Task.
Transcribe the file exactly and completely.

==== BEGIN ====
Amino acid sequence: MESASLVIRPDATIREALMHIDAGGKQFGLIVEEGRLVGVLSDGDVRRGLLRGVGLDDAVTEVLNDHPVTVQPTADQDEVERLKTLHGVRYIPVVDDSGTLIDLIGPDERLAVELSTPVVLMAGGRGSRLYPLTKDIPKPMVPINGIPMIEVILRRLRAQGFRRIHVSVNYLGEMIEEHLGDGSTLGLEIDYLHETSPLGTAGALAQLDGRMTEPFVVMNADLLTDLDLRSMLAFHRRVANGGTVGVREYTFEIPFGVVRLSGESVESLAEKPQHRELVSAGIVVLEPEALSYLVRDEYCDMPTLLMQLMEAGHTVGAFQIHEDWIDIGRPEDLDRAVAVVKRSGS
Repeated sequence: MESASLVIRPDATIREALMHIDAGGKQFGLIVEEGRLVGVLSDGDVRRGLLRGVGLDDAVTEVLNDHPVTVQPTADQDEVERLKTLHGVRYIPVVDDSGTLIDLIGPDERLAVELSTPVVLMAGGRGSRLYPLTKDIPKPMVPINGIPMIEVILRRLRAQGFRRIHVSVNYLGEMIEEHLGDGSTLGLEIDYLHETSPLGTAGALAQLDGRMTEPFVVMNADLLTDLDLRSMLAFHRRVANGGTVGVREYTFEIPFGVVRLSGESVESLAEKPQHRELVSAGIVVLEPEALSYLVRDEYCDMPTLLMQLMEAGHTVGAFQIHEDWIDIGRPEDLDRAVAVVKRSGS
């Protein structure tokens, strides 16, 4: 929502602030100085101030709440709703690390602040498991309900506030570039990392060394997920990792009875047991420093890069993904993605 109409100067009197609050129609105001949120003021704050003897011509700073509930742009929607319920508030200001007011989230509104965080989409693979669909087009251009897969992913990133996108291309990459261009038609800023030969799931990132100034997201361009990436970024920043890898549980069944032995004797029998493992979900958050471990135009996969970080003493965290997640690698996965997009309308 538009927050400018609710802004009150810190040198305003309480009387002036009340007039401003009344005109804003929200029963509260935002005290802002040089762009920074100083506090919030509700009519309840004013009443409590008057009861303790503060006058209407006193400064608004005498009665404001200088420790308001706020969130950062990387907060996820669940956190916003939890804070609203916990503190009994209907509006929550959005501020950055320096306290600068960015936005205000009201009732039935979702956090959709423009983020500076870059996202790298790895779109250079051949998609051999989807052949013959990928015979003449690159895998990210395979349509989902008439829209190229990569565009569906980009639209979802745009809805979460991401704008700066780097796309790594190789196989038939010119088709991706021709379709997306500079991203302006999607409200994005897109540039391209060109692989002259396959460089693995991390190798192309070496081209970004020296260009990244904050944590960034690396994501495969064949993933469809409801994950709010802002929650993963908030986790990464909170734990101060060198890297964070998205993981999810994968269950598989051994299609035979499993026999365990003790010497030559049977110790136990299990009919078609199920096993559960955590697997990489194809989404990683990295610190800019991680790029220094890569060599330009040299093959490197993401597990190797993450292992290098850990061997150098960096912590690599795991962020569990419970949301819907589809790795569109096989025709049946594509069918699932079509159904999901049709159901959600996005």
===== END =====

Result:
Amino acid sequence: MESASLVIRPDATIREALMHIDAGGKQFGLIVEEGRLVGVLSDGDVRRGLLRGVGLDDAVTEVLNDHPVTVQPTADQDEVERLKTLHGVRYIPVVDDSGTLIDLIGPDERLAVELSTPVVLMAGGRGSRLYPLTKDIPKPMVPINGIPMIEVILRRLRAQGFRRIHVSVNYLGEMIEEHLGDGSTLGLEIDYLHETSPLGTAGALAQLDGRMTEPFVVMNADLLTDLDLRSMLAFHRRVANGGTVGVREYTFEIPFGVVRLSGESVESLAEKPQHRELVSAGIVVLEPEALSYLVRDEYCDMPTLLMQLMEAGHTVGAFQIHEDWIDIGRPEDLDRAVAVVKRSGS
Repeated sequence: MESASLVIRPDATIREALMHIDAGGKQFGLIVEEGRLVGVLSDGDVRRGLLRGVGLDDAVTEVLNDHPVTVQPTADQDEVERLKTLHGVRYIPVVDDSGTLIDLIGPDERLAVELSTPVVLMAGGRGSRLYPLTKDIPKPMVPINGIPMIEVILRRLRAQGFRRIHVSVNYLGEMIEEHLGDGSTLGLEIDYLHETSPLGTAGALAQLDGRMTEPFVVMNADLLTDLDLRSMLAFHRRVANGGTVGVREYTFEIPFGVVRLSGESVESLAEKPQHRELVSAGIVVLEPEALSYLVRDEYCDMPTLLMQLMEAGHTVGAFQIHEDWIDIGRPEDLDRAVAVVKRSGS
């Protein structure tokens, strides 16, 4: 929502602030100085101030709440709703690390602040498991309900506030570039990392060394997920990792009875047991420093890069993904993605 109409100067009197609050129609105001949120003021704050003897011509700073509930742009929607319920508030200001007011989230509104965080989409693979669909087009251009897969992913990133996108291309990459261009038609800023030969799931990132100034997201361009990436970024920043890898549980069944032995004797029998493992979900958050471990135009996969970080003493965290997640690698996965997009309308 538009927050400018609710802004009150810190040198305003309480009387002036009340007039401003009344005109804003929200029963509260935002005290802002040089762009920074100083506090919030509700009519309840004013009443409590008057009861303790503060006058209407006193400064608004005498009665404001200088420790308001706020969130950062990387907060996820669940956190916003939890804070609203916990503190009994209907509006929550959005501020950055320096306290600068960015936005205000009201009732039935979702956090959709423009983020500076870059996202790298790895779109250079051949998609051999989807052949013959990928015979003449690159895998990210395979349509989902008439829209190229990569565009569906980009639209979802745009809805979460991401704008700066780097796309790594190789196989038939010119088709991706021709379709997306500079991203302006999607409200994005897109540039391209060109692989002259396959460089693995991390190798192309070496081209970004020296260009990244904050944590960034690396994501495969064949993933469809409801994950709010802002929650993963908030986790990464909170734990101060060198890297964070998205993981999810994968269950598989051994299609035979499993026999365990003790010497030559049977110790136990299990009919078609199920096993559960955590697997990489194809989404990683990295610190800019991680790029220094890569060599330009040299093959490197993401597990190797993450292992290098850990061997150098960096912590690599795991962020569990419970949301819907589809790795569109096989025709049946594509069918699932079509159904999901049709159901959600996005």